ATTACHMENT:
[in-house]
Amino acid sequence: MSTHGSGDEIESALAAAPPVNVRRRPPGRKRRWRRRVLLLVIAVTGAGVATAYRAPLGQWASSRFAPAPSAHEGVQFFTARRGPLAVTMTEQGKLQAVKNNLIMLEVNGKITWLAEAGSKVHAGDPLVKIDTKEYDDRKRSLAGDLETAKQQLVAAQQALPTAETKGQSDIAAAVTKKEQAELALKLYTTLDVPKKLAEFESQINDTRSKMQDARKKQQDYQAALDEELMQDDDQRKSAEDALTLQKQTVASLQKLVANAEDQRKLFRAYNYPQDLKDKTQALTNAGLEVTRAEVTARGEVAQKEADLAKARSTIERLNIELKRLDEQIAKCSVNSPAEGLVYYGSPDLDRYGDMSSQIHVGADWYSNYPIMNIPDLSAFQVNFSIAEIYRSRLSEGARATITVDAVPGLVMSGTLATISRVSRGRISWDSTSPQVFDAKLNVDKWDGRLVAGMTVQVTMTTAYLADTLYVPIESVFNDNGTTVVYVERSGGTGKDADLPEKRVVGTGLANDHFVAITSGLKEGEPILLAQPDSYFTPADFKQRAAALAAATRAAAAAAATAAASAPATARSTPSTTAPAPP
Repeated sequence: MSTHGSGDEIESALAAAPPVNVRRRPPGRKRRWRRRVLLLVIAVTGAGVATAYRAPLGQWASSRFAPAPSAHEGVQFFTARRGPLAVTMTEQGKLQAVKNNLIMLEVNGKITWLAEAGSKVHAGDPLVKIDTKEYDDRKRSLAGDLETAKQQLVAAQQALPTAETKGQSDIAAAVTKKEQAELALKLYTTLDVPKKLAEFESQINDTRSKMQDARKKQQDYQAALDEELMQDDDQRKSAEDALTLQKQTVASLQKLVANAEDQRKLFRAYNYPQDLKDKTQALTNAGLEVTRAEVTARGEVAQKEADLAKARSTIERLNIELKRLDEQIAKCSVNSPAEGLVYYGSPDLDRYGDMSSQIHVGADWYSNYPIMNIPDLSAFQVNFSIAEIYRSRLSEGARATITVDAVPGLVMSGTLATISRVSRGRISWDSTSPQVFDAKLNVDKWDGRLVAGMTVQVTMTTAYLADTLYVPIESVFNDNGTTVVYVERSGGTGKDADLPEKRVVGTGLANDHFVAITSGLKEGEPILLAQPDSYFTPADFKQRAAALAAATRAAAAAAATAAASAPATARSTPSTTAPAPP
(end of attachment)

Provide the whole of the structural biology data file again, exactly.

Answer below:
[in-house]
Amino acid sequence: MSTHGSGDEIESALAAAPPVNVRRRPPGRKRRWRRRVLLLVIAVTGAGVATAYRAPLGQWASSRFAPAPSAHEGVQFFTARRGPLAVTMTEQGKLQAVKNNLIMLEVNGKITWLAEAGSKVHAGDPLVKIDTKEYDDRKRSLAGDLETAKQQLVAAQQALPTAETKGQSDIAAAVTKKEQAELALKLYTTLDVPKKLAEFESQINDTRSKMQDARKKQQDYQAALDEELMQDDDQRKSAEDALTLQKQTVASLQKLVANAEDQRKLFRAYNYPQDLKDKTQALTNAGLEVTRAEVTARGEVAQKEADLAKARSTIERLNIELKRLDEQIAKCSVNSPAEGLVYYGSPDLDRYGDMSSQIHVGADWYSNYPIMNIPDLSAFQVNFSIAEIYRSRLSEGARATITVDAVPGLVMSGTLATISRVSRGRISWDSTSPQVFDAKLNVDKWDGRLVAGMTVQVTMTTAYLADTLYVPIESVFNDNGTTVVYVERSGGTGKDADLPEKRVVGTGLANDHFVAITSGLKEGEPILLAQPDSYFTPADFKQRAAALAAATRAAAAAAATAAASAPATARSTPSTTAPAPP
Repeated sequence: MSTHGSGDEIESALAAAPPVNVRRRPPGRKRRWRRRVLLLVIAVTGAGVATAYRAPLGQWASSRFAPAPSAHEGVQFFTARRGPLAVTMTEQGKLQAVKNNLIMLEVNGKITWLAEAGSKVHAGDPLVKIDTKEYDDRKRSLAGDLETAKQQLVAAQQALPTAETKGQSDIAAAVTKKEQAELALKLYTTLDVPKKLAEFESQINDTRSKMQDARKKQQDYQAALDEELMQDDDQRKSAEDALTLQKQTVASLQKLVANAEDQRKLFRAYNYPQDLKDKTQALTNAGLEVTRAEVTARGEVAQKEADLAKARSTIERLNIELKRLDEQIAKCSVNSPAEGLVYYGSPDLDRYGDMSSQIHVGADWYSNYPIMNIPDLSAFQVNFSIAEIYRSRLSEGARATITVDAVPGLVMSGTLATISRVSRGRISWDSTSPQVFDAKLNVDKWDGRLVAGMTVQVTMTTAYLADTLYVPIESVFNDNGTTVVYVERSGGTGKDADLPEKRVVGTGLANDHFVAITSGLKEGEPILLAQPDSYFTPADFKQRAAALAAATRAAAAAAATAAASAPATARSTPSTTAPAPP